• While it can be a challenge meditating in the late afternoon, it’s often a game changer. Taking time to slow down can stabilize mood, improve cognition and self-regulation (e.g. you’ll be nicer, smarter and less reactive!) going into the “witching hour” of dinner and bedtime. Give yourself this gift if you can!

Meditation and mindfulness have proven particularly effective in educational settings, as they teach “the power of the pause” early in life. The school-age years are known critical periods in development – phases when environmental context can be neurobiologically “stickier,” an ideal setting for fostering habits that persist for life. Specifically, studies reveal improvement in social-emotional skills, mental, physical and behavioral health, symptoms of ADHD, and an integrative pattern of brain network connectivity that supports each child in reaching their full human potential. For both adults and children, this can catalyze a virtuous cycle of positive emotional contagion, fortifying the type of calm and stabilizing emotional climate in which we know children and adolescents learn best.

As students integrate meditation and mindful breathing practices into their daily routines, they gain competence in mood regulation, improve relationship skills, and reinforce one of the most vital survival skills of all: resilience (The Three Rs).

 

On a closing note, meditation is only partly about what happens while we’re sitting quietly, engaged in our practice. Its real superpower is in using our lungs – portable and available around the clock – to gain access to a safe, clear inner place in our minds, throughout the day. This quick refreshing “dip in the ocean” offers an instant biochemical reset. It allows us to wipe the fog off of our lenses, gain perspective on the world around us, and with intention and balance, define our coping strategy and our narrative.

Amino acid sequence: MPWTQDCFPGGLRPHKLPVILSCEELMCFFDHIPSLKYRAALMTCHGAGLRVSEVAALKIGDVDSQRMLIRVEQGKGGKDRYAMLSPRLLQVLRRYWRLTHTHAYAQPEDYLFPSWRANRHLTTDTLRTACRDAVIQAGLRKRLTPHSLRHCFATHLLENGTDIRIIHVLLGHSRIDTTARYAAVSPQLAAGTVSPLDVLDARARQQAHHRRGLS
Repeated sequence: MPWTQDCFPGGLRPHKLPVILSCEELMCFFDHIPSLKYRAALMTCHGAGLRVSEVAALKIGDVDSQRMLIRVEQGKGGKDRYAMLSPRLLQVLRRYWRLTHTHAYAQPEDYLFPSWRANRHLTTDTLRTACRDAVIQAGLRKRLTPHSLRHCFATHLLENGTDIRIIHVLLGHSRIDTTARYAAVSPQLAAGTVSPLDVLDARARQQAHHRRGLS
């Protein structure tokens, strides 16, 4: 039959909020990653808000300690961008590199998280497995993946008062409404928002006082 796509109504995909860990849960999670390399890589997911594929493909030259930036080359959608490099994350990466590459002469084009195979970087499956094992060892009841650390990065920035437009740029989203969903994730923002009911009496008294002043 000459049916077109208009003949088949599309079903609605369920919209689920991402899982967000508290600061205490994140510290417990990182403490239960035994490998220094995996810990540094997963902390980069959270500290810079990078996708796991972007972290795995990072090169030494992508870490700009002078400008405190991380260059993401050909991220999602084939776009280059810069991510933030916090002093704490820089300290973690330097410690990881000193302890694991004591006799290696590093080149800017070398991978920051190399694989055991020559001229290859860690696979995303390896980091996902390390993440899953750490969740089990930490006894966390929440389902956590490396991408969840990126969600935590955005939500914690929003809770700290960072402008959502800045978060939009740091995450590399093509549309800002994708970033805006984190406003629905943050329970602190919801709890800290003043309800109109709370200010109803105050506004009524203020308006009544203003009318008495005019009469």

By modeling resilient behavior, we are leveraging epigenetic malleability to program a sense of competence and confidence into our own wiring, and upgrading the circuitry of those we love. Pause, breathe and reflect. Recognize that the medicine was inside of you all along.


Please give yourself time to write about the things that resonated with you. If intrigued, find a quiet place, put your feet up, close your eyes, and breathe in and out…long, slow breaths. Integrate this new meditative superpower into your Daily Recipe. We look forward to being with you next week when our series shifts to the broad theme of operating from our heart space: the healing power of human connection and love. First up…the extraordinary pharmacological qualities of gratitude.